James Taylor Forced To Retire

This is so sad. James Taylor, one of the best young batsmen in England (in all formats), has been forced to retire at just 26 years of age. He missed Notts’ recent game against MCCU with what doctors initially thought was a virus, but tests have revealed a much more sinister problem.

Unfortunately, James is suffering from ARVC, the heart condition that forced former Bolton footballer Fabrice Muamba to retire in 2012. Muamba suffered a shocking heart attack in a televised match against Spurs. Muamba’s heart stopped for a 78 minutes so he was lucky to escape with his life. That’s how serious this is. According to reports, James will have a major operation asap – presumably to stop a similar thing happening to him.

I’m no doctor, but a quick glance at the British Heart Foundation website reveals that ARVC is an inherited condition that affects muscle cells in the heart. Changes to the heart muscle means the walls of the ventricle become thin and stretched. The end result is that your heart can’t function properly. This leads to abnormal heart rhythms, breathlessness and risk of sudden death during exercise.

Although James’ operation is obviously needed, he won’t be able to resume his cricket career afterwards because ARVC cannot be ‘cured’. It’s something that will need careful ongoing management. The good news is that most people who receive treatment for the condition are able to live relatively normal lives. It’s also good news that James has been diagnosed before he suffered a very public incident like Muamba.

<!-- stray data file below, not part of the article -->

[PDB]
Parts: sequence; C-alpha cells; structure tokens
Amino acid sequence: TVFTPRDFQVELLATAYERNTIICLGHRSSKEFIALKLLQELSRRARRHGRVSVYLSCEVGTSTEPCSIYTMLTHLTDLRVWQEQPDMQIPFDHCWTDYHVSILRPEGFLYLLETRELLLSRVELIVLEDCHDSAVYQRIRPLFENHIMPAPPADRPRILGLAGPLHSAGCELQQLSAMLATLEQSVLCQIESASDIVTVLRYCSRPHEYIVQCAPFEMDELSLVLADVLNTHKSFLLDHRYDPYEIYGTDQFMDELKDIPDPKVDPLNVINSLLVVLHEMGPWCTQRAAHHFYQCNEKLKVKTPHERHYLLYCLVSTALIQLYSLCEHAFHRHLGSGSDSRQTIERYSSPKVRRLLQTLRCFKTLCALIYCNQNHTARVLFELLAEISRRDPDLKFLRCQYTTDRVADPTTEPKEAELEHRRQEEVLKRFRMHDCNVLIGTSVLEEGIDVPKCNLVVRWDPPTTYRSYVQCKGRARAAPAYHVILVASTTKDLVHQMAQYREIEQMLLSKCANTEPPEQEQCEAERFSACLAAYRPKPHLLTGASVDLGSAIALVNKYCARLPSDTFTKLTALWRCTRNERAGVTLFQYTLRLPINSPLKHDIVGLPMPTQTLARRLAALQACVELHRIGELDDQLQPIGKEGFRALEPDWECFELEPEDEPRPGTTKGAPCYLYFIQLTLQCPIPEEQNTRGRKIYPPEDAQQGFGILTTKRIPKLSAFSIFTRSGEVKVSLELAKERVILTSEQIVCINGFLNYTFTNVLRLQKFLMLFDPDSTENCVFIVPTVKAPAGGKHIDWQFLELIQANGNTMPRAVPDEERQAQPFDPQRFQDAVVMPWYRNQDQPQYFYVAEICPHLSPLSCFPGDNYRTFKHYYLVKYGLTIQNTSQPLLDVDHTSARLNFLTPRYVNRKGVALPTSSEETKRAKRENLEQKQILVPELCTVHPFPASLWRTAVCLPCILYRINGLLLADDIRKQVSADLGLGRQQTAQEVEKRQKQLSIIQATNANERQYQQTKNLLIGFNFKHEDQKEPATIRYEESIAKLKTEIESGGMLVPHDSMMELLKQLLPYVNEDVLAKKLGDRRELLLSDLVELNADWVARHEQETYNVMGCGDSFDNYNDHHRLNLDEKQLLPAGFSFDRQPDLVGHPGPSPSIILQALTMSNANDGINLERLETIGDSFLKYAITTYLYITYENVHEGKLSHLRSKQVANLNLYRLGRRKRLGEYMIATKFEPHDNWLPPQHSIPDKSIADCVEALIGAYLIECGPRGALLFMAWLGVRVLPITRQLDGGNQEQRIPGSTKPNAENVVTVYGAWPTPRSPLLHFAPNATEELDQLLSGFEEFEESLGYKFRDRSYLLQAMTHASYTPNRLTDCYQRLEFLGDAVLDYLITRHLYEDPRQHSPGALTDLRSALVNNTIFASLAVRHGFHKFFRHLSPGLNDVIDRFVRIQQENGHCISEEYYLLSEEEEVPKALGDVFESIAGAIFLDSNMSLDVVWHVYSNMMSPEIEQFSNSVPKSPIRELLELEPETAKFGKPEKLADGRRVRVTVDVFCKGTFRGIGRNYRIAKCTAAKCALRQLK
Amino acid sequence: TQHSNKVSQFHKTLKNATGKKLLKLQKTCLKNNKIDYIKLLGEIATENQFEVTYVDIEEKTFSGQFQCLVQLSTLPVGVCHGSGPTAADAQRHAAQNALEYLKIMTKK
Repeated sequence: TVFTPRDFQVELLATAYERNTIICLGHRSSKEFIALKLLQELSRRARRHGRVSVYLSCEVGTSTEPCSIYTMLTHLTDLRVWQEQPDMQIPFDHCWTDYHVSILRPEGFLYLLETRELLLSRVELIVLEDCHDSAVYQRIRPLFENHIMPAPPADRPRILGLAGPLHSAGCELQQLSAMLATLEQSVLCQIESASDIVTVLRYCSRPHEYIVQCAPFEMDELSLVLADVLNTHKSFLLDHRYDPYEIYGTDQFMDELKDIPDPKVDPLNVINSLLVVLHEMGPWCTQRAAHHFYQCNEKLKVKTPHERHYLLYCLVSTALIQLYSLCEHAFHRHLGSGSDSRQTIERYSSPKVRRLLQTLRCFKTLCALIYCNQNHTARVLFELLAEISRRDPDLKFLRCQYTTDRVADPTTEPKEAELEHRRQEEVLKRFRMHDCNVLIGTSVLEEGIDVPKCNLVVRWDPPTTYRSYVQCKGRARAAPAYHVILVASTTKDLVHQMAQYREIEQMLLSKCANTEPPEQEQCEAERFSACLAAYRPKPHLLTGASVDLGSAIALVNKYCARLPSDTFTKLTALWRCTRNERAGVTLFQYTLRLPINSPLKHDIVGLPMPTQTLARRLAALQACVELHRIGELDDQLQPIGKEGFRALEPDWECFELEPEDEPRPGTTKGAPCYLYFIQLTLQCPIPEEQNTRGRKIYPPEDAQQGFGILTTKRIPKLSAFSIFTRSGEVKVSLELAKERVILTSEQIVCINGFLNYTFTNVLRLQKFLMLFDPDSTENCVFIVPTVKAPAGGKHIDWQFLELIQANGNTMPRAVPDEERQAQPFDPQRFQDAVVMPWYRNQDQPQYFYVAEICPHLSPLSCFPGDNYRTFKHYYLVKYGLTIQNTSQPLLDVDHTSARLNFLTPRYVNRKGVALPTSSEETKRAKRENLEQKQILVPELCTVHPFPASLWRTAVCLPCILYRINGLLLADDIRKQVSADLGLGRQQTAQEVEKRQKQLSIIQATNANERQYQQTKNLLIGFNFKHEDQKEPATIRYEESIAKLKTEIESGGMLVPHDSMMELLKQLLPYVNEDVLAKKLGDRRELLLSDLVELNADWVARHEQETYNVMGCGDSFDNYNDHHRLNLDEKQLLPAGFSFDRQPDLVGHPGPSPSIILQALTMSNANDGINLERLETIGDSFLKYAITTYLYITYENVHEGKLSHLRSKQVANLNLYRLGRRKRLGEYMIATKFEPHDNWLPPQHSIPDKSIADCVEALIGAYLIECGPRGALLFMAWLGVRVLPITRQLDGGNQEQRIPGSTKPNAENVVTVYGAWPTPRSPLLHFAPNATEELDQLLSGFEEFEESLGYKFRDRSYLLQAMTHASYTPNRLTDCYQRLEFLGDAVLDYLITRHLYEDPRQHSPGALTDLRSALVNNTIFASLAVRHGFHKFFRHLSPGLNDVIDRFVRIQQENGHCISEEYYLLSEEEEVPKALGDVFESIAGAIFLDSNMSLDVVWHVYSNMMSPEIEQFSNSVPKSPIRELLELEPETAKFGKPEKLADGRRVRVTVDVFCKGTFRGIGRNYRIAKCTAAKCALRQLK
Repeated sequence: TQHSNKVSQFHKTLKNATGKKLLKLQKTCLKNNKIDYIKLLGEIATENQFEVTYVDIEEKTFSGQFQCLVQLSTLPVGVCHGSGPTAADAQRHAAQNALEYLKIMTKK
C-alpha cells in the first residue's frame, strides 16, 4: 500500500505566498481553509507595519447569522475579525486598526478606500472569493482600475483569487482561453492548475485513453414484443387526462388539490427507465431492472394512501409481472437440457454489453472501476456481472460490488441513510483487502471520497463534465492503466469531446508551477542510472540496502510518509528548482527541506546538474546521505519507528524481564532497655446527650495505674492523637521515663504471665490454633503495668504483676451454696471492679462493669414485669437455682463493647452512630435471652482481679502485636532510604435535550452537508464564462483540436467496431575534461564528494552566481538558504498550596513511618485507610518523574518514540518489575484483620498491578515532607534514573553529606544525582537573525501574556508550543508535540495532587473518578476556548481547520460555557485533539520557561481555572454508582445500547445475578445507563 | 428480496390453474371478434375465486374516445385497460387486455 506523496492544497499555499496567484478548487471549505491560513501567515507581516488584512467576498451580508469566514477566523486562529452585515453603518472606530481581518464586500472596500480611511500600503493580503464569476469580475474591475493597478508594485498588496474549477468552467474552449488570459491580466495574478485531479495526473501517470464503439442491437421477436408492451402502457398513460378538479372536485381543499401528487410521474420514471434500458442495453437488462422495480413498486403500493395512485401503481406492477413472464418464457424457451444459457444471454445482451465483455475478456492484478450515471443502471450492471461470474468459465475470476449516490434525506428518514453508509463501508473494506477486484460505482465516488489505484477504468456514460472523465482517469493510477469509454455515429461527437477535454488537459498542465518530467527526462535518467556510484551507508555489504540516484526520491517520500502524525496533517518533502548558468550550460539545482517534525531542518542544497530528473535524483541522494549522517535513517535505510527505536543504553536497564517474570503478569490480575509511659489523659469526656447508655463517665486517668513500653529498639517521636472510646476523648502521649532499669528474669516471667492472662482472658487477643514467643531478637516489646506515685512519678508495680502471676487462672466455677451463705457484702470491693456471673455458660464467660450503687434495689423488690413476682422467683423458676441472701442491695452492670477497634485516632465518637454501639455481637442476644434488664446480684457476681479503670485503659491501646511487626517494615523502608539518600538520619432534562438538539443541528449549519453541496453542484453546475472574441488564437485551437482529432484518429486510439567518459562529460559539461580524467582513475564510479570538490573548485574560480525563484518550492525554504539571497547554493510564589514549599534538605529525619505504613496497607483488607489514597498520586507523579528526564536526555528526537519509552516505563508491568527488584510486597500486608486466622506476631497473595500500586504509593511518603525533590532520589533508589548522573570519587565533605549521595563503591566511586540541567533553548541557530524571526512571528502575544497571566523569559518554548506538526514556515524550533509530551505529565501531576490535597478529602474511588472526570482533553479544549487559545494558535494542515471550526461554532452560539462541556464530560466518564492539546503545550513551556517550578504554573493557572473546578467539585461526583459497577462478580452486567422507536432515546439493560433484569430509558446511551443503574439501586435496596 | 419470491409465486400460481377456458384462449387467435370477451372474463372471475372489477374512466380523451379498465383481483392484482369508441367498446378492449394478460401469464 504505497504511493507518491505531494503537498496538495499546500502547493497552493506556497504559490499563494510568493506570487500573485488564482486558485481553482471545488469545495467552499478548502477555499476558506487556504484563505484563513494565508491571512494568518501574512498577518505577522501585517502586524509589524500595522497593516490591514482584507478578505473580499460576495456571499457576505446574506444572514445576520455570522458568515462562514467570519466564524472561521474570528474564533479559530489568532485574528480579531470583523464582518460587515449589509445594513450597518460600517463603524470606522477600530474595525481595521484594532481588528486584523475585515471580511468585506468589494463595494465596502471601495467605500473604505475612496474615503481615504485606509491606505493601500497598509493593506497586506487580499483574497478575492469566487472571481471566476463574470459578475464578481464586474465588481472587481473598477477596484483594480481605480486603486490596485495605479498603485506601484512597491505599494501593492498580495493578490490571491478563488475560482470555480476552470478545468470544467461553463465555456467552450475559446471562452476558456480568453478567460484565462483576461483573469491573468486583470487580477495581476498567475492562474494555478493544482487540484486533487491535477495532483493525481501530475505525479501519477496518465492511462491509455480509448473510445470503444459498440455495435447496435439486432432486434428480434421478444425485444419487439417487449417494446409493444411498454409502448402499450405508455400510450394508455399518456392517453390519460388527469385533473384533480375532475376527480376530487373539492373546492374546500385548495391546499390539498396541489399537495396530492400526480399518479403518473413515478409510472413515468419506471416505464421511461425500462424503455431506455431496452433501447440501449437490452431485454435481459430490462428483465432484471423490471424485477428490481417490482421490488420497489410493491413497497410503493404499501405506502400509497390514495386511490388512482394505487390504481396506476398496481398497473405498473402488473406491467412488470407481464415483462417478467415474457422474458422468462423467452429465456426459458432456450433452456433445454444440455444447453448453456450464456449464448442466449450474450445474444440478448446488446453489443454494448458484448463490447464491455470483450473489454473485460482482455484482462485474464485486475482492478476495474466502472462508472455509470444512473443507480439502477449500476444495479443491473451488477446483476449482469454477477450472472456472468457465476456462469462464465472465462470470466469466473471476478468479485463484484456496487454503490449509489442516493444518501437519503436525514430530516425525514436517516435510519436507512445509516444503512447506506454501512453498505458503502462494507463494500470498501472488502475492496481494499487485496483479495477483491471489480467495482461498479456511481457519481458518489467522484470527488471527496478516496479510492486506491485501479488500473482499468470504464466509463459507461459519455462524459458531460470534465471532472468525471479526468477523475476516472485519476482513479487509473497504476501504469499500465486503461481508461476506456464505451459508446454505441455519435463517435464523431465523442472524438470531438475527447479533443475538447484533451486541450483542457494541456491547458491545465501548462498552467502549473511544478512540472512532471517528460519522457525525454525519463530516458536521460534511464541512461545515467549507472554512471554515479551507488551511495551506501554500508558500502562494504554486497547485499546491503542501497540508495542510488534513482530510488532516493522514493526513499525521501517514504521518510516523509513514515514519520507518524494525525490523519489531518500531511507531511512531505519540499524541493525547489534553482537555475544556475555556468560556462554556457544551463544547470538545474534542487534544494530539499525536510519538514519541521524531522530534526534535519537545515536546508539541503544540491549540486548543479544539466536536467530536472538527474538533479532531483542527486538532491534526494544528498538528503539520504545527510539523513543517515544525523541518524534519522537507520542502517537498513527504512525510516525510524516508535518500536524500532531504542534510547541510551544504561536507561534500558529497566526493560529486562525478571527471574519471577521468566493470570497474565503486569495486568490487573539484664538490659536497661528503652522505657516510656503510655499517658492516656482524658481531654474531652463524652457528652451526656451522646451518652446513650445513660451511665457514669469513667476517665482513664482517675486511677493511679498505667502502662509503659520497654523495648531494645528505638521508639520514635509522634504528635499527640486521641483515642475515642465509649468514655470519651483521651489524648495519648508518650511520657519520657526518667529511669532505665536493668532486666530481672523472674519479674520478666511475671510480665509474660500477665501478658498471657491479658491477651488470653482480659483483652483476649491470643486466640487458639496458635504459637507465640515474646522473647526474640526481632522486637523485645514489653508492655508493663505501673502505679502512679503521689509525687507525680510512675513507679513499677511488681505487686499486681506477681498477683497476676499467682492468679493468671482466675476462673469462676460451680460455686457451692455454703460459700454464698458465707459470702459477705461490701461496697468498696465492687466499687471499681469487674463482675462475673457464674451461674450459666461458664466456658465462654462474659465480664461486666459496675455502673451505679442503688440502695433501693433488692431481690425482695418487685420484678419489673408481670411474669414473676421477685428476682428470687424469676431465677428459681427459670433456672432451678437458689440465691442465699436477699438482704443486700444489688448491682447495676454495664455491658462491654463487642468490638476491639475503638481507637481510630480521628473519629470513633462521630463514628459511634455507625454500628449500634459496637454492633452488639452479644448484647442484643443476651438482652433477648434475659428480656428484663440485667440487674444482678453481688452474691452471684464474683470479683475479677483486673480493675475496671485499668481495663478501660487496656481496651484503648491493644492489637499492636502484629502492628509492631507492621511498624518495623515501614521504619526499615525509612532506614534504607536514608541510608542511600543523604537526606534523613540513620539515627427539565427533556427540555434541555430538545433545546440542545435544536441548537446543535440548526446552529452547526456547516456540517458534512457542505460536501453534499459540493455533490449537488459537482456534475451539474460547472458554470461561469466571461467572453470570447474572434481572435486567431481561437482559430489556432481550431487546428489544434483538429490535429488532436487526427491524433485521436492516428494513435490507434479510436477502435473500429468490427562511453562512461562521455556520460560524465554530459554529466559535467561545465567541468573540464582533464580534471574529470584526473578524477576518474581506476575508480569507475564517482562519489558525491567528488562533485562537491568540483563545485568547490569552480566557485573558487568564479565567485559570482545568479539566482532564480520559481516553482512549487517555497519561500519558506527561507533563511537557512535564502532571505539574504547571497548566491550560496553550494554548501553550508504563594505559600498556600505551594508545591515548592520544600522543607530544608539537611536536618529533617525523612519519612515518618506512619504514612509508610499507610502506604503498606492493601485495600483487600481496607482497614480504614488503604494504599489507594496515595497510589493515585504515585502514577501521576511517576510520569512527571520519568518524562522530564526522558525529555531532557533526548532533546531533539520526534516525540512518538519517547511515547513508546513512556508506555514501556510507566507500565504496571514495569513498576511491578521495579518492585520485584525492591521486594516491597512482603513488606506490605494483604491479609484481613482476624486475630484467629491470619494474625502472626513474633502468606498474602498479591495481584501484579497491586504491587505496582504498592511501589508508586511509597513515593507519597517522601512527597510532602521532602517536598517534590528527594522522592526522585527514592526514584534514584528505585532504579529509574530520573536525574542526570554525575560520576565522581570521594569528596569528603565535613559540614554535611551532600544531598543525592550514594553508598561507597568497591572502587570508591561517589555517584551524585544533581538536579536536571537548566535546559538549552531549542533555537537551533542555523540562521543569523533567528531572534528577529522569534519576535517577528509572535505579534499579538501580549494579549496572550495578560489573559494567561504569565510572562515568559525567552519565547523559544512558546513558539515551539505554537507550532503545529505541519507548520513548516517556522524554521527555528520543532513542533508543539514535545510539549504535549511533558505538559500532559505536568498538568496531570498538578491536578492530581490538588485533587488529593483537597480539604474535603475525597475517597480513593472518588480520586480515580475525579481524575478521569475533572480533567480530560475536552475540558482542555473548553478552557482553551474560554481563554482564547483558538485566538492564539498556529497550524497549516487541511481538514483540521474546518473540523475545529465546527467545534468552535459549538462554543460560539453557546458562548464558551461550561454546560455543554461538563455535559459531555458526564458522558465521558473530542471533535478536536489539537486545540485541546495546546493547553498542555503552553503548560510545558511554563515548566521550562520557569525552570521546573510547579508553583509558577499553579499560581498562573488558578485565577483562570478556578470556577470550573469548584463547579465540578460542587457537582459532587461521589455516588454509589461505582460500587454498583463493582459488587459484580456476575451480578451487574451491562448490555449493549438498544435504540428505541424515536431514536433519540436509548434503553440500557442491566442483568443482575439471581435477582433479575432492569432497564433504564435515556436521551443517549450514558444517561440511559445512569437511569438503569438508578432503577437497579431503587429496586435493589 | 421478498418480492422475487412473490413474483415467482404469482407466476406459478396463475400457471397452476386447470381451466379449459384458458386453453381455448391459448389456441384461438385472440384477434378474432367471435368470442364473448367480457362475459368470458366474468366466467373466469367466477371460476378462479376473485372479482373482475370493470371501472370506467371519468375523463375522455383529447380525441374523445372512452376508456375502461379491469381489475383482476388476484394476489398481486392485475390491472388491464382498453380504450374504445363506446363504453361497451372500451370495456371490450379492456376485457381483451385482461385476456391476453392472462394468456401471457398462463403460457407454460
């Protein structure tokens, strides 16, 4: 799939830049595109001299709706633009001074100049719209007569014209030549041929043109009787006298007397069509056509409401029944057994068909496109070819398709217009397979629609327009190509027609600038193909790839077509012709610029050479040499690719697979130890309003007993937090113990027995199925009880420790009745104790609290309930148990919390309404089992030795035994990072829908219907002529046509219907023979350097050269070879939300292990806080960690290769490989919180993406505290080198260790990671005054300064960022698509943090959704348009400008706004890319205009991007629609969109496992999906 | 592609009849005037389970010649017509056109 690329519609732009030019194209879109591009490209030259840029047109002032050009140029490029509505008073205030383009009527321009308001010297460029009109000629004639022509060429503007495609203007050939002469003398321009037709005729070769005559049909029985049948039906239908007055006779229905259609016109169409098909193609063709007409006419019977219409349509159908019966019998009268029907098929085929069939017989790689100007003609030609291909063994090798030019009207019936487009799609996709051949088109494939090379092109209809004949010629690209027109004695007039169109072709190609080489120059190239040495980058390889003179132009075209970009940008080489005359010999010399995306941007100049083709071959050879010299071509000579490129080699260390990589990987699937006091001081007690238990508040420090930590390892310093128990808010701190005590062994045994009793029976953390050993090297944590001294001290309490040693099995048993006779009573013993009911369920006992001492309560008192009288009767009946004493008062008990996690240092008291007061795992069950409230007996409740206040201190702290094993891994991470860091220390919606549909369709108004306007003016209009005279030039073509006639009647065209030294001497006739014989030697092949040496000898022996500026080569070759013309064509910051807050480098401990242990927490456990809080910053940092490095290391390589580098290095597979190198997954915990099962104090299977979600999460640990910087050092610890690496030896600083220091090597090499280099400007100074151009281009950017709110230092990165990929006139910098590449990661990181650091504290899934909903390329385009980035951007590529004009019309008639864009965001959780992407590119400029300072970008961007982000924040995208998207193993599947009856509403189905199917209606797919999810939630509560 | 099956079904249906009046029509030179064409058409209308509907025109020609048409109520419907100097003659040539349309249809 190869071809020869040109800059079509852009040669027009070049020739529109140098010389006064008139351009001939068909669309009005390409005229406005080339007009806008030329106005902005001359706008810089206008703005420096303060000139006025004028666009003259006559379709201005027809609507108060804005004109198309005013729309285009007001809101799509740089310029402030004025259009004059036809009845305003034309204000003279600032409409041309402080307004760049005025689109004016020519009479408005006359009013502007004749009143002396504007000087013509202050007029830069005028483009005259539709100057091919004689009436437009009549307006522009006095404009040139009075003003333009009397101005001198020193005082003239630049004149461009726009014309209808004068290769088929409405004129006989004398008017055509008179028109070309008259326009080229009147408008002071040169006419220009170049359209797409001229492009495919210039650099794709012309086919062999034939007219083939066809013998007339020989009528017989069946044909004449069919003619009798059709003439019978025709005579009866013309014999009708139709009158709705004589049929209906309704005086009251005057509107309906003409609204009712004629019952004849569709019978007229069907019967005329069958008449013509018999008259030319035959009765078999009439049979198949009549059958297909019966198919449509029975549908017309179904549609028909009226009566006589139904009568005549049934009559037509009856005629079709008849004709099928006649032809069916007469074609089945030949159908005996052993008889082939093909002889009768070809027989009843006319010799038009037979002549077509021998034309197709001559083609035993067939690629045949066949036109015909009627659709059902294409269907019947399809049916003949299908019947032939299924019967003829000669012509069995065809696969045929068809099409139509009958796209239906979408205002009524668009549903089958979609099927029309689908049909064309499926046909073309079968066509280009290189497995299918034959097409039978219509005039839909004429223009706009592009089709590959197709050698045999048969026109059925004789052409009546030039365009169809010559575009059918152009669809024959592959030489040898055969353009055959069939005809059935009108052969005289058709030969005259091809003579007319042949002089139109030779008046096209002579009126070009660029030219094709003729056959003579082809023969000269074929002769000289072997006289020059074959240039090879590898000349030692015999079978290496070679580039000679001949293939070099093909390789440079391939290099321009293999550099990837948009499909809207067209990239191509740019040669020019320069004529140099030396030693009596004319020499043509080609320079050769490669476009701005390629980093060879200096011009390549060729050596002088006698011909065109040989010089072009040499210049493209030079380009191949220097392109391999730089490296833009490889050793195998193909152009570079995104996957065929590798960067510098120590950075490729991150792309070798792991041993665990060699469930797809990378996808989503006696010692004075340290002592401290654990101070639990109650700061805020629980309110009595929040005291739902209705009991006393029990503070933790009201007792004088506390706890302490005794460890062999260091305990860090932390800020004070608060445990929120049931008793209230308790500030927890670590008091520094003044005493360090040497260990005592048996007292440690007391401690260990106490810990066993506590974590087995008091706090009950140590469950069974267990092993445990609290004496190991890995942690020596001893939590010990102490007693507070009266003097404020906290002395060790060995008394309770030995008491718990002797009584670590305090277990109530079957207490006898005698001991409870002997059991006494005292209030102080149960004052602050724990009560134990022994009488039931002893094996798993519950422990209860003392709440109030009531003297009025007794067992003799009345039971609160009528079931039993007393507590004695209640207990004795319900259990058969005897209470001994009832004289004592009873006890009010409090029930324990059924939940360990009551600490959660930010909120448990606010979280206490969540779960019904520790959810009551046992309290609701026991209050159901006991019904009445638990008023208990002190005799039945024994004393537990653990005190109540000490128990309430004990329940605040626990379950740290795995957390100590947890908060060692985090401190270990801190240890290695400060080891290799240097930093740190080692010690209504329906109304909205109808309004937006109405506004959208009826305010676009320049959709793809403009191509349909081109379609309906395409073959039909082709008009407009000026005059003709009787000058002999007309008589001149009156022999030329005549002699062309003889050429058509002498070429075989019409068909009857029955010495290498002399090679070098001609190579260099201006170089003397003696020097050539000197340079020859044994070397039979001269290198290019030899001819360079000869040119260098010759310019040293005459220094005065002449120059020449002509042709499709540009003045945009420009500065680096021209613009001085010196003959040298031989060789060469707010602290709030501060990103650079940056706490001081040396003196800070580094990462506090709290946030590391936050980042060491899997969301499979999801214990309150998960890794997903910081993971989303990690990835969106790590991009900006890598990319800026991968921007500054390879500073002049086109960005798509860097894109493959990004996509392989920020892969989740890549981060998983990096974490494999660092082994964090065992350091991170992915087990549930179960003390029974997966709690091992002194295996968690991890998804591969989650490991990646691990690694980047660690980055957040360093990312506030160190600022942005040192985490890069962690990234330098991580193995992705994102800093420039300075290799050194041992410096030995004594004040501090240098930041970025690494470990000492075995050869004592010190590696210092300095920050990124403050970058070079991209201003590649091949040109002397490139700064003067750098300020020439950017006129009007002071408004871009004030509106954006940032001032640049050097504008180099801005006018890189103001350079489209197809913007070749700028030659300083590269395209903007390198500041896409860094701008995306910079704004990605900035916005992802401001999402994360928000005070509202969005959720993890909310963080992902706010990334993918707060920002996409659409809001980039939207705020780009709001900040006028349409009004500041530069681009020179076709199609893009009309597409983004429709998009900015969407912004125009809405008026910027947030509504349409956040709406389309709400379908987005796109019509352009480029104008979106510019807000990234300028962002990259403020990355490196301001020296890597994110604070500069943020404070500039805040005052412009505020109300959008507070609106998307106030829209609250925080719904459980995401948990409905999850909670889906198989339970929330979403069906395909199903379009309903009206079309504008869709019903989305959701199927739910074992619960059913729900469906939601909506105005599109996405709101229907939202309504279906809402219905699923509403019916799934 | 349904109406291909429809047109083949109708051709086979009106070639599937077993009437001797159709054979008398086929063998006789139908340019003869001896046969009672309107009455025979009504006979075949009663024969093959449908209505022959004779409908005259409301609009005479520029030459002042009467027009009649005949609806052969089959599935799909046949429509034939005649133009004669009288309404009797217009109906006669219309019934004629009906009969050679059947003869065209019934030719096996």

Obviously James’ health is by far the most important thing at the moment, but one can’t help but wonder how this will affect England’s middle-order in tests, ODIs and T20 cricket? There is now a vacancy at 5 in the test team, and I imagine Taylor would’ve played a substantial role in the limited overs sides too in the coming years. This is quite a major blow to England’s planning. Who do you think will replace him?

In the meantime, we all wish James and his family the very best. At least he seems to be thinking positively and still has a sense of humour about the challenges facing him:

Although James couldn’t resist a self-deprecating nod to his height, I’ve vowed to lay off the Barry Manilow gags for a while. The sad thing, of course, is that Taylor’s career ultimately proved to be the shortest thing of all. He could’ve become a real cult hero of English cricket. Just look at his stats …

James Taylor Career Stats

Tests  7 matches. 312 runs. Average 26

ODIs 27 games 887 runs. Average 42

1st Class: 139 games. 9306 runs. Average 46

List A: 136 games. 5365 runs. Average 53

T20s: 91 games. 1972 runs. Average 35

I think these figures show what a good player he is. Who knows what he could’ve become. Best of luck for the future, James. Take care. You’ll be missed.

James Morgan


  • Well said James, a sad day for England, Notts and most of all the Taylor family.

  • Can only agree James, sad day for cricket, but at least he will be able to live a full and active life outside of the game.

  • How very sad. I was of the view he should have led England to the WT20 instead of Morgan, but given his heart condition it is probably just as well he didn’t undergo the stress. Taylor seems like a great guy – I hope he is able to lead a normal life, albeit outside sport, once he has recovered from the operation.

  • Well said. Sad day, but it could have been a lot worse. Taylor seems to be a likeable guy with a dry sense of humour, so maybe he can make a living in the commentary box, and stay involved with a game he presumably loves?

  • Very sad but thank God it’s been discovered. Best wishes to him.
    Don’t want to think about the team at the moment. The important thing is for them to support their mate and I’m confident they will.

  • So sad to hear this news, he is one of my favourite cricketers to watch and I had so hoped that having got into the test side, he would go on to great things. as others have said, thank heavens they found it now. good luck Titch, so many fans will be thinking of you and wishing you all the best.